The past few months have been quite an experience for myself as a photographer.
The launch of this site which has been seen now in 50 countries, two gallery shows, recognition by other, highly respected photographers, and even more important the continued growth of the beautiful women who have come to me, trusting me to tell me their stories.
Without the support and love of my wife, and other friends and people who are behind what has become a cause – all of this would not be possible.
For that I am today, and every day – thankful.
A question came up on a photographer’s message board I frequent on Facebook.
The photographer in question said clients say they are ‘on the bigger side’ when making an inquiry about a photo session – and then asking if that’s OK.
The question posed was – do other photographers turn people away because of their weight or looks?
Let’s ask the question a different way.
Should a photographer turn a client away because they have insecurity about their appearance in some way?
If this was something I practiced I clearly would have no clients, as I have not had a subject that didn’t in some way have at least a small insecurity.
By the way, in every single instance – when my clients and friends have come to the studio, I have at the very least shown them that they are beautiful in spite of that insecurity. In some cases it’s been a life-changing experience.
A photographer/consultant I follow wrote recently:
“I really don’t think passion would cover what I do. Thankfully I have found purpose in what I do.”
I hope it’s easy to see what purpose I want my work to serve.
My client here expressed a desire to remain anonymous, and once again I honor that. Even though her identity will not be known she took great care in helping me select images from our session that helped you see how beautiful she is.
My friend today wishes to remain anonymous, and I have carefully selected images to honor that.
She told me before her photo session that she wanted to do imaged that “I” had never done before. As in the photographer. We were to create original art that I had not ever done with anyone else. Now that’s not THAT tall an order, but considering I had just done somewhere around 15 shoots in the preceding 3 weeks before hers, my idea tank was on the low side. But I promised that would happen – and it certainly did.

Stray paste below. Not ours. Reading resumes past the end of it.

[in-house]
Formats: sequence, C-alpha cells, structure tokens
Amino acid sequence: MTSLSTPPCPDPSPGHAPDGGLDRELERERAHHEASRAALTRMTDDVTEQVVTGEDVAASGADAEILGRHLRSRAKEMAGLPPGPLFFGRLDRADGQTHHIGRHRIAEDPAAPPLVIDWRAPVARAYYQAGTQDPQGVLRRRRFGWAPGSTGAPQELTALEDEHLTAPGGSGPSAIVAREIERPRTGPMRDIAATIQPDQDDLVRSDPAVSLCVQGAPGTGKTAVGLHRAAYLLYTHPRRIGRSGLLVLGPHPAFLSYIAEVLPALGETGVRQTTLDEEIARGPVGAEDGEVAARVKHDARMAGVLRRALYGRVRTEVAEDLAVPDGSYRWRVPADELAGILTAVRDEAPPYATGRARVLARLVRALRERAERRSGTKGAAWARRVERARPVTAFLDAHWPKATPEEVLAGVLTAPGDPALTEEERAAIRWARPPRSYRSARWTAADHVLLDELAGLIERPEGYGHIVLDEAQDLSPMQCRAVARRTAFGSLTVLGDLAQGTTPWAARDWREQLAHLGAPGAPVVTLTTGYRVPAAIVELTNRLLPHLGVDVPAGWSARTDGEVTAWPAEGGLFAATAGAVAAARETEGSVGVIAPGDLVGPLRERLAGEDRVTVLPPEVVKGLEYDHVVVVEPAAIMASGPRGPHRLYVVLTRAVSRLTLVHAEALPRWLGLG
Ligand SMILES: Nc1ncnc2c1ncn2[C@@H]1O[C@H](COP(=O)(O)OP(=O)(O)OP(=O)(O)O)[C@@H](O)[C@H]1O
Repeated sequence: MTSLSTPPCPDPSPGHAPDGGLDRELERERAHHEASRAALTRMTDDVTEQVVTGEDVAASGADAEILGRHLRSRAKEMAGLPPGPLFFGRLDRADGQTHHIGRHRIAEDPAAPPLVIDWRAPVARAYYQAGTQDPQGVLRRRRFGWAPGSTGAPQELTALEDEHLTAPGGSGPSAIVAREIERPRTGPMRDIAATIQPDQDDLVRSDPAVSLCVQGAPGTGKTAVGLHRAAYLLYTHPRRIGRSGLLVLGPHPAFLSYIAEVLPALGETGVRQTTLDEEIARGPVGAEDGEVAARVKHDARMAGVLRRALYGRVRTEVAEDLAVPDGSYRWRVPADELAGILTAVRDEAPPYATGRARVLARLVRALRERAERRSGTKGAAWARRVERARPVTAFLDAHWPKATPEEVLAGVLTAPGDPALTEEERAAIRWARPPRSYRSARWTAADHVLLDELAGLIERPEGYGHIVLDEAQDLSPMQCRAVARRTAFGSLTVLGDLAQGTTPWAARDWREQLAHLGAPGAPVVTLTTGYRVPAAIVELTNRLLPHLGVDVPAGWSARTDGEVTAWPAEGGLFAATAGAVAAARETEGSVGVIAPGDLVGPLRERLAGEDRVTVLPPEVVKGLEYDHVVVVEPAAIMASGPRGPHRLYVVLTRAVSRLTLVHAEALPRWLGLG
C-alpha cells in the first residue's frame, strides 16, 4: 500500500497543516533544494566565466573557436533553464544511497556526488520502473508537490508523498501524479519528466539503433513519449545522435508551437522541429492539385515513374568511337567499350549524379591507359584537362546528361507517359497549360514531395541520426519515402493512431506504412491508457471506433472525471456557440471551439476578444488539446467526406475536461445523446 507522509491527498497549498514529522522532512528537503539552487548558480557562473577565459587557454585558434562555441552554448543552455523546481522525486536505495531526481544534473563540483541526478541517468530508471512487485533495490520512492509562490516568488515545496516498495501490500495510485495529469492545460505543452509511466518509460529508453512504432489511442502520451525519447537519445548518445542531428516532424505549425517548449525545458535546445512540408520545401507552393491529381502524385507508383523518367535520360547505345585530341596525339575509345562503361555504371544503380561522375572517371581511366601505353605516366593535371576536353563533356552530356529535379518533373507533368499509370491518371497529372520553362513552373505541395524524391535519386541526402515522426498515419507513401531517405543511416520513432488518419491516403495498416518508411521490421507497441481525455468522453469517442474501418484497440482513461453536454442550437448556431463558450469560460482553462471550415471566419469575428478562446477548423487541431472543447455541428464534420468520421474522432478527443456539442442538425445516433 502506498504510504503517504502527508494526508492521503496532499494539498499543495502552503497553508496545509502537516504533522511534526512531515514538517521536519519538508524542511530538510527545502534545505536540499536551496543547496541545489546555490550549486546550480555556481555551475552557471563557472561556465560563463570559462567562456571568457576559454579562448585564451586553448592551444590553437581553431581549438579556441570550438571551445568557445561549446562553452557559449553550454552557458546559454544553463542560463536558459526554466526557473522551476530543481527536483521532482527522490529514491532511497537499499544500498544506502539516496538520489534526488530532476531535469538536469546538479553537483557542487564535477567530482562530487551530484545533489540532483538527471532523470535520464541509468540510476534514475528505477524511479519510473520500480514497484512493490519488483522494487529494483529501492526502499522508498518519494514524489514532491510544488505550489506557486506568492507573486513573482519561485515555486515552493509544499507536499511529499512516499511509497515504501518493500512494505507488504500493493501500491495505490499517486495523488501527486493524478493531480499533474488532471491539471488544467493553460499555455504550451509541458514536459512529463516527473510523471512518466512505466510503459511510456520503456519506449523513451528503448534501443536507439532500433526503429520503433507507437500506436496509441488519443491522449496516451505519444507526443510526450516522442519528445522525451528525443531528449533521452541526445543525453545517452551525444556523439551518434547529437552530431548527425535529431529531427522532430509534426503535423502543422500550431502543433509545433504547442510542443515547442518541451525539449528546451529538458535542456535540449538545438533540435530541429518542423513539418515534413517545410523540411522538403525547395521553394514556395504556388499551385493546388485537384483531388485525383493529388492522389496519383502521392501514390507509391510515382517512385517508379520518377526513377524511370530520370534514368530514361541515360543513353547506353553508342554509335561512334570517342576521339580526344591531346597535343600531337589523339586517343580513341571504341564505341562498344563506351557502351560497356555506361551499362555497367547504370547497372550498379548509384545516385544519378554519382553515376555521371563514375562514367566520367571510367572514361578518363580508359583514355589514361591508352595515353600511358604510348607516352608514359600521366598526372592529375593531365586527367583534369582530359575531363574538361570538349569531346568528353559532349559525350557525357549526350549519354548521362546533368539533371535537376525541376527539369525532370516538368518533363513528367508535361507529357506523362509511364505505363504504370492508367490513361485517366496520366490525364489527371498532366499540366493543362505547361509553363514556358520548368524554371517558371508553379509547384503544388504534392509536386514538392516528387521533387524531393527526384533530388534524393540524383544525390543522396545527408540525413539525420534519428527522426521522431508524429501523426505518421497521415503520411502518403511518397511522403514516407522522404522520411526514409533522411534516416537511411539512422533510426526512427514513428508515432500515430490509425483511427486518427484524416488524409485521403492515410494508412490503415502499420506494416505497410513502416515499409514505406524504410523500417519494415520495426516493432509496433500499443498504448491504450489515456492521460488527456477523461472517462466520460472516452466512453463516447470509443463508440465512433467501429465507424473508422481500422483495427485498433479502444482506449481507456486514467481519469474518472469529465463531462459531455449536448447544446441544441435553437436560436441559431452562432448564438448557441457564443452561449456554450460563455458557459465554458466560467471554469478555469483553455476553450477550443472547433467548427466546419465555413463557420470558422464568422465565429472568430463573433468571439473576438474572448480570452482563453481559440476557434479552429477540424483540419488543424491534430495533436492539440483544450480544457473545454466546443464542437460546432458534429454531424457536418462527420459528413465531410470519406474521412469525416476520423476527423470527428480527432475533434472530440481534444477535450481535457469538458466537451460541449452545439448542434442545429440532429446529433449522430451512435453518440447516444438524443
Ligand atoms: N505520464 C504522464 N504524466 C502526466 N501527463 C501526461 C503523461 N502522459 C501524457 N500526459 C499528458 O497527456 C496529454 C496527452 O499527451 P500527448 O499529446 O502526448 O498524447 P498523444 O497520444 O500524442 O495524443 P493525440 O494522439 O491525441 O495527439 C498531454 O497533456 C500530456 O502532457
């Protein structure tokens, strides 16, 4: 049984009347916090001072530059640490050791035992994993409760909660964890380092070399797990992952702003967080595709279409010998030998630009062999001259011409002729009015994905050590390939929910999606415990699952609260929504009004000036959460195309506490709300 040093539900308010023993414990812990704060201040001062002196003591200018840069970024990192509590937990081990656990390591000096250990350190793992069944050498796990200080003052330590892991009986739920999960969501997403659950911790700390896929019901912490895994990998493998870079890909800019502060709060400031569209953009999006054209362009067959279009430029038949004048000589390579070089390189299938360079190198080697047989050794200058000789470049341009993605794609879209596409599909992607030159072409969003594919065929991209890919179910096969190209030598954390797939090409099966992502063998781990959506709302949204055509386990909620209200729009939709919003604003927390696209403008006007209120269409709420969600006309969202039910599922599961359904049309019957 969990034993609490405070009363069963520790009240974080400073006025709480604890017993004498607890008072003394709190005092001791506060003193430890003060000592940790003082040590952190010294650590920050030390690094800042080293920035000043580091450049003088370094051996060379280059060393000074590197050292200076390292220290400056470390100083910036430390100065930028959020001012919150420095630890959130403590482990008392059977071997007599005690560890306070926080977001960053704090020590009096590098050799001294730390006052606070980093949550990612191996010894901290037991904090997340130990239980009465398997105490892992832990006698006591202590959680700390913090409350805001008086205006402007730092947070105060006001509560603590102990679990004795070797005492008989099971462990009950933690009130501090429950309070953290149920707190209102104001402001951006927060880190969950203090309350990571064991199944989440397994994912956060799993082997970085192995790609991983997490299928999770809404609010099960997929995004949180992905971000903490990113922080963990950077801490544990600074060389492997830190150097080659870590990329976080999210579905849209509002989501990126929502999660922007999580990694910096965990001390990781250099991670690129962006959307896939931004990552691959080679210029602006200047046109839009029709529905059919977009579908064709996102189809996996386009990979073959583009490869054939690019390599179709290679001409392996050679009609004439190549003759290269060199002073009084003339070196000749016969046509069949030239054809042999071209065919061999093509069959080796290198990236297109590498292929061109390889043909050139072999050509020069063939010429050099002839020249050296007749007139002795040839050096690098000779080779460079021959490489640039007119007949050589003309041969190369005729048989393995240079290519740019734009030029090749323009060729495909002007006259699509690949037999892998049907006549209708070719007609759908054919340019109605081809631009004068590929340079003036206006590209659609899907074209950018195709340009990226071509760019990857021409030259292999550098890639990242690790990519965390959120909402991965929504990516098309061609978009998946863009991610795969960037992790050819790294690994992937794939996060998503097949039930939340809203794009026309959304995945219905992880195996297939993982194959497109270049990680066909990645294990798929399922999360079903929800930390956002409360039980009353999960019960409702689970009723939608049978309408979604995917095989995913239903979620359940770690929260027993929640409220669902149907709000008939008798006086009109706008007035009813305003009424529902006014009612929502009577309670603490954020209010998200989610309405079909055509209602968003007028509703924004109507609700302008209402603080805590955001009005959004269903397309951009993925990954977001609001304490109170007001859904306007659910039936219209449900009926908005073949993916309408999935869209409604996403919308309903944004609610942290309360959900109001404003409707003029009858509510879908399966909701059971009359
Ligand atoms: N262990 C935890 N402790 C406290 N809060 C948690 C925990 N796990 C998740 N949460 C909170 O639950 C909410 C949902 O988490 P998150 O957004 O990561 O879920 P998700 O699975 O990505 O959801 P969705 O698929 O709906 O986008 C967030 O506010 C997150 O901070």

She related to me after her session that a funny thing happened when she posed in the nude.
She became empowered.
Empowered beyond being thought of as sexual.
She said it was totally unexpected. Uplifting. And she felt beautiful.
And indeed my friend is her very own, original, work of art.
If you’d like to become Woman as Art, read the additional information HERE, and then contact me at firstname.lastname@example.org. Please do not think that you can’t do this. The beautiful grandmother in these images resisted for a long while, but she accepted, saw herself in a brand new way.
Today I ask you to honor those who have served and continue their service in the military. Two years ago I had a chance to see the honor that the military bestows upon their own when my great aunt and uncle were interred in Arlington National Cemetery. Both the story and photos I will never forget.
By the way – my Aunt Mary was indeed Woman as Art. Some might have called her ‘a real piece of work.’ I still laugh thinking of her.
Once again another big thanks to everyone at the First Friday Artwalk for having me back for a SECOND month of gallery showing!
So many new friends over the past two showings have gotten to hear the story of all the beautiful, Woman as Art subjects.
And especially a big thanks to all the models, including my wife and my friend, Spring:
I first photographed Spring about 6 years ago, when she was pregnant with her first son, and her husband was deployed to Afghanistan. His response to those images was part of what made me realize that I could make a difference in people’s lives with a camera.